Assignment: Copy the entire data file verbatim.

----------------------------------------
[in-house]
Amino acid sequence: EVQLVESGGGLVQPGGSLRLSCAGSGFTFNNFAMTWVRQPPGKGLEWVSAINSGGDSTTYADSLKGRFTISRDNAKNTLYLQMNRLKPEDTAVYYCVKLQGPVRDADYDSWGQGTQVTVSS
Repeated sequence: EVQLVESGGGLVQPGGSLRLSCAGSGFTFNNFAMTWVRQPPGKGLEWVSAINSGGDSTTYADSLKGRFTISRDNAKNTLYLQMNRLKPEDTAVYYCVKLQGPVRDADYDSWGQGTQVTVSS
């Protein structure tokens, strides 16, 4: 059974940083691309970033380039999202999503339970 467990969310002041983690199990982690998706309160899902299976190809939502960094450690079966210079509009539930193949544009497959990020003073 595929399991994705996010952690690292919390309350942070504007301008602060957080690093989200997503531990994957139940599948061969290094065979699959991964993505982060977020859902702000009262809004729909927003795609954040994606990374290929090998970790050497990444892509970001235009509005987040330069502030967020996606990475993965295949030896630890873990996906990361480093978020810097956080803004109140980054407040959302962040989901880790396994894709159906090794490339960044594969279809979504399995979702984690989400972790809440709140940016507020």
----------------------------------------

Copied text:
[in-house]
Amino acid sequence: EVQLVESGGGLVQPGGSLRLSCAGSGFTFNNFAMTWVRQPPGKGLEWVSAINSGGDSTTYADSLKGRFTISRDNAKNTLYLQMNRLKPEDTAVYYCVKLQGPVRDADYDSWGQGTQVTVSS
Repeated sequence: EVQLVESGGGLVQPGGSLRLSCAGSGFTFNNFAMTWVRQPPGKGLEWVSAINSGGDSTTYADSLKGRFTISRDNAKNTLYLQMNRLKPEDTAVYYCVKLQGPVRDADYDSWGQGTQVTVSS
């Protein structure tokens, strides 16, 4: 059974940083691309970033380039999202999503339970 467990969310002041983690199990982690998706309160899902299976190809939502960094450690079966210079509009539930193949544009497959990020003073 595929399991994705996010952690690292919390309350942070504007301008602060957080690093989200997503531990994957139940599948061969290094065979699959991964993505982060977020859902702000009262809004729909927003795609954040994606990374290929090998970790050497990444892509970001235009509005987040330069502030967020996606990475993965295949030896630890873990996906990361480093978020810097956080803004109140980054407040959302962040989901880790396994894709159906090794490339960044594969279809979504399995979702984690989400972790809440709140940016507020």